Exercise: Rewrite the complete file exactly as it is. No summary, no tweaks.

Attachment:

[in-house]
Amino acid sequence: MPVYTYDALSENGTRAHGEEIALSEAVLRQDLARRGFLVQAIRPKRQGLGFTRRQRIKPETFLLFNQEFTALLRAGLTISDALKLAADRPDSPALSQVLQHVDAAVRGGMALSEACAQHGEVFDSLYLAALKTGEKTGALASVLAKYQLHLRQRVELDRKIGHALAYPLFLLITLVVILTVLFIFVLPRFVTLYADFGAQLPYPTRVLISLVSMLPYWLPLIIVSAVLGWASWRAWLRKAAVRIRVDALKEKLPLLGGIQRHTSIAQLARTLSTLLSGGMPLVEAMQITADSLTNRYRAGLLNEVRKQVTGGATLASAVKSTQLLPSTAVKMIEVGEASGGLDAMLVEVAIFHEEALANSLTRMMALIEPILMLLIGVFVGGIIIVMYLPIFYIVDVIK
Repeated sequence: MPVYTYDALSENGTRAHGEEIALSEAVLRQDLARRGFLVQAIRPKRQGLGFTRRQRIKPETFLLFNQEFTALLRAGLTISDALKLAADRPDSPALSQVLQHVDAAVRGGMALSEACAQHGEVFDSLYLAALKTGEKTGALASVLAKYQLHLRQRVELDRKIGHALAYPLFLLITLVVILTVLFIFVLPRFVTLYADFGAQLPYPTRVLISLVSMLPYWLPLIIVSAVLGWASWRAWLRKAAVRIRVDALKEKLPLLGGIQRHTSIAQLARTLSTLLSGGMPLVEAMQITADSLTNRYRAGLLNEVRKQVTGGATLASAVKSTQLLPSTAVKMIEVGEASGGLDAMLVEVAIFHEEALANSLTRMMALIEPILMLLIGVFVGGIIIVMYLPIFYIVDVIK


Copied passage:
[in-house]
Amino acid sequence: MPVYTYDALSENGTRAHGEEIALSEAVLRQDLARRGFLVQAIRPKRQGLGFTRRQRIKPETFLLFNQEFTALLRAGLTISDALKLAADRPDSPALSQVLQHVDAAVRGGMALSEACAQHGEVFDSLYLAALKTGEKTGALASVLAKYQLHLRQRVELDRKIGHALAYPLFLLITLVVILTVLFIFVLPRFVTLYADFGAQLPYPTRVLISLVSMLPYWLPLIIVSAVLGWASWRAWLRKAAVRIRVDALKEKLPLLGGIQRHTSIAQLARTLSTLLSGGMPLVEAMQITADSLTNRYRAGLLNEVRKQVTGGATLASAVKSTQLLPSTAVKMIEVGEASGGLDAMLVEVAIFHEEALANSLTRMMALIEPILMLLIGVFVGGIIIVMYLPIFYIVDVIK
Repeated sequence: MPVYTYDALSENGTRAHGEEIALSEAVLRQDLARRGFLVQAIRPKRQGLGFTRRQRIKPETFLLFNQEFTALLRAGLTISDALKLAADRPDSPALSQVLQHVDAAVRGGMALSEACAQHGEVFDSLYLAALKTGEKTGALASVLAKYQLHLRQRVELDRKIGHALAYPLFLLITLVVILTVLFIFVLPRFVTLYADFGAQLPYPTRVLISLVSMLPYWLPLIIVSAVLGWASWRAWLRKAAVRIRVDALKEKLPLLGGIQRHTSIAQLARTLSTLLSGGMPLVEAMQITADSLTNRYRAGLLNEVRKQVTGGATLASAVKSTQLLPSTAVKMIEVGEASGGLDAMLVEVAIFHEEALANSLTRMMALIEPILMLLIGVFVGGIIIVMYLPIFYIVDVIK